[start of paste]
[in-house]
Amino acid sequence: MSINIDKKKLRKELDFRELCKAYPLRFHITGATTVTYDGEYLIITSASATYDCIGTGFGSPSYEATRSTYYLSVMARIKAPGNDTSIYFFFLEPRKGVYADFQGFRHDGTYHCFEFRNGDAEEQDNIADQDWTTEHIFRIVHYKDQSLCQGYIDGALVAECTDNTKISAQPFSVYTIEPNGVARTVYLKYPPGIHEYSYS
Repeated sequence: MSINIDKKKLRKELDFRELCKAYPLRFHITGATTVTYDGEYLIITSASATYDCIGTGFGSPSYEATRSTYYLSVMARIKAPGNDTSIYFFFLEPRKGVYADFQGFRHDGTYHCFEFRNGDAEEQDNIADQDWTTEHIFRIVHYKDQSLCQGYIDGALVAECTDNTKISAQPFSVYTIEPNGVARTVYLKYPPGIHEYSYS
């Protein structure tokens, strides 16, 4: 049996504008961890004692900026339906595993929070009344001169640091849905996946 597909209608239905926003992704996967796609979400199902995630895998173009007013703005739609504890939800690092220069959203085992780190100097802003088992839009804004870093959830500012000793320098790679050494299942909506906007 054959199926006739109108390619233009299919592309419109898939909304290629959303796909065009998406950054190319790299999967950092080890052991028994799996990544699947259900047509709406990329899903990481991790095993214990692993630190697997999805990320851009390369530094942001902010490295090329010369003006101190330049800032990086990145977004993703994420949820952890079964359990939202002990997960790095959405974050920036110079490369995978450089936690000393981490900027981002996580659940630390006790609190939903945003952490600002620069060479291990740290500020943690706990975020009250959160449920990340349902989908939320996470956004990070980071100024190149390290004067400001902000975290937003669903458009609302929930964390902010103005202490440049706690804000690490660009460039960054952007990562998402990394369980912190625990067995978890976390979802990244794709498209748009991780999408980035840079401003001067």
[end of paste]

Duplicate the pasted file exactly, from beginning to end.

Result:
[in-house]
Amino acid sequence: MSINIDKKKLRKELDFRELCKAYPLRFHITGATTVTYDGEYLIITSASATYDCIGTGFGSPSYEATRSTYYLSVMARIKAPGNDTSIYFFFLEPRKGVYADFQGFRHDGTYHCFEFRNGDAEEQDNIADQDWTTEHIFRIVHYKDQSLCQGYIDGALVAECTDNTKISAQPFSVYTIEPNGVARTVYLKYPPGIHEYSYS
Repeated sequence: MSINIDKKKLRKELDFRELCKAYPLRFHITGATTVTYDGEYLIITSASATYDCIGTGFGSPSYEATRSTYYLSVMARIKAPGNDTSIYFFFLEPRKGVYADFQGFRHDGTYHCFEFRNGDAEEQDNIADQDWTTEHIFRIVHYKDQSLCQGYIDGALVAECTDNTKISAQPFSVYTIEPNGVARTVYLKYPPGIHEYSYS
């Protein structure tokens, strides 16, 4: 049996504008961890004692900026339906595993929070009344001169640091849905996946 597909209608239905926003992704996967796609979400199902995630895998173009007013703005739609504890939800690092220069959203085992780190100097802003088992839009804004870093959830500012000793320098790679050494299942909506906007 054959199926006739109108390619233009299919592309419109898939909304290629959303796909065009998406950054190319790299999967950092080890052991028994799996990544699947259900047509709406990329899903990481991790095993214990692993630190697997999805990320851009390369530094942001902010490295090329010369003006101190330049800032990086990145977004993703994420949820952890079964359990939202002990997960790095959405974050920036110079490369995978450089936690000393981490900027981002996580659940630390006790609190939903945003952490600002620069060479291990740290500020943690706990975020009250959160449920990340349902989908939320996470956004990070980071100024190149390290004067400001902000975290937003669903458009609302929930964390902010103005202490440049706690804000690490660009460039960054952007990562998402990394369980912190625990067995978890976390979802990244794709498209748009991780999408980035840079401003001067």